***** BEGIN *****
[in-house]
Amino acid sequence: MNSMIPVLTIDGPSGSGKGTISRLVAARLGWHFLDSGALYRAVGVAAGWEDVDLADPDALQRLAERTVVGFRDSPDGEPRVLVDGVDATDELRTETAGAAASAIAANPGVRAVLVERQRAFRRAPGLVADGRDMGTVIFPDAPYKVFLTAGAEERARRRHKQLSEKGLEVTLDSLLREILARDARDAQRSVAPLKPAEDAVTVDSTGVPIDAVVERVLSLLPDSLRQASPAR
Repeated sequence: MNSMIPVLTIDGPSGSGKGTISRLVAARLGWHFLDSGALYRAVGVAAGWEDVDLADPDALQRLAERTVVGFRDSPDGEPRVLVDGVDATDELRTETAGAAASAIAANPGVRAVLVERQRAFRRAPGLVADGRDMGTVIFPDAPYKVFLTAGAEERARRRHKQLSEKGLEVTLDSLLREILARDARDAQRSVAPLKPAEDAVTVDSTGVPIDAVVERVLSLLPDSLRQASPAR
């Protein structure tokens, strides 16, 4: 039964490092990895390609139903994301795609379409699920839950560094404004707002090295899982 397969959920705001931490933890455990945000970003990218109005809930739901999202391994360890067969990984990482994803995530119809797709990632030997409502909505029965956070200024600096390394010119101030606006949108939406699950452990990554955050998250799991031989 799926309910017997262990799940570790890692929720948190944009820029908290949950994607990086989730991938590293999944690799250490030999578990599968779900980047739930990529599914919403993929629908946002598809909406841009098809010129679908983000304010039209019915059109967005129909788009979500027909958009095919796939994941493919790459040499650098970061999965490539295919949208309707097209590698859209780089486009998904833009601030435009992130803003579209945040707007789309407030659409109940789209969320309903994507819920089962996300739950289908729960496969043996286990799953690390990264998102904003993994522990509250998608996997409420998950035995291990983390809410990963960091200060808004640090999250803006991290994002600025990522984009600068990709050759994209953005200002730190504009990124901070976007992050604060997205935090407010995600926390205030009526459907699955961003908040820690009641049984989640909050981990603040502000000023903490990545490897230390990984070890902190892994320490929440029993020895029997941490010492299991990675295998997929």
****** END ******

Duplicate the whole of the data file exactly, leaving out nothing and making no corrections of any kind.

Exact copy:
[in-house]
Amino acid sequence: MNSMIPVLTIDGPSGSGKGTISRLVAARLGWHFLDSGALYRAVGVAAGWEDVDLADPDALQRLAERTVVGFRDSPDGEPRVLVDGVDATDELRTETAGAAASAIAANPGVRAVLVERQRAFRRAPGLVADGRDMGTVIFPDAPYKVFLTAGAEERARRRHKQLSEKGLEVTLDSLLREILARDARDAQRSVAPLKPAEDAVTVDSTGVPIDAVVERVLSLLPDSLRQASPAR
Repeated sequence: MNSMIPVLTIDGPSGSGKGTISRLVAARLGWHFLDSGALYRAVGVAAGWEDVDLADPDALQRLAERTVVGFRDSPDGEPRVLVDGVDATDELRTETAGAAASAIAANPGVRAVLVERQRAFRRAPGLVADGRDMGTVIFPDAPYKVFLTAGAEERARRRHKQLSEKGLEVTLDSLLREILARDARDAQRSVAPLKPAEDAVTVDSTGVPIDAVVERVLSLLPDSLRQASPAR
């Protein structure tokens, strides 16, 4: 039964490092990895390609139903994301795609379409699920839950560094404004707002090295899982 397969959920705001931490933890455990945000970003990218109005809930739901999202391994360890067969990984990482994803995530119809797709990632030997409502909505029965956070200024600096390394010119101030606006949108939406699950452990990554955050998250799991031989 799926309910017997262990799940570790890692929720948190944009820029908290949950994607990086989730991938590293999944690799250490030999578990599968779900980047739930990529599914919403993929629908946002598809909406841009098809010129679908983000304010039209019915059109967005129909788009979500027909958009095919796939994941493919790459040499650098970061999965490539295919949208309707097209590698859209780089486009998904833009601030435009992130803003579209945040707007789309407030659409109940789209969320309903994507819920089962996300739950289908729960496969043996286990799953690390990264998102904003993994522990509250998608996997409420998950035995291990983390809410990963960091200060808004640090999250803006991290994002600025990522984009600068990709050759994209953005200002730190504009990124901070976007992050604060997205935090407010995600926390205030009526459907699955961003908040820690009641049984989640909050981990603040502000000023903490990545490897230390990984070890902190892994320490929440029993020895029997941490010492299991990675295998997929």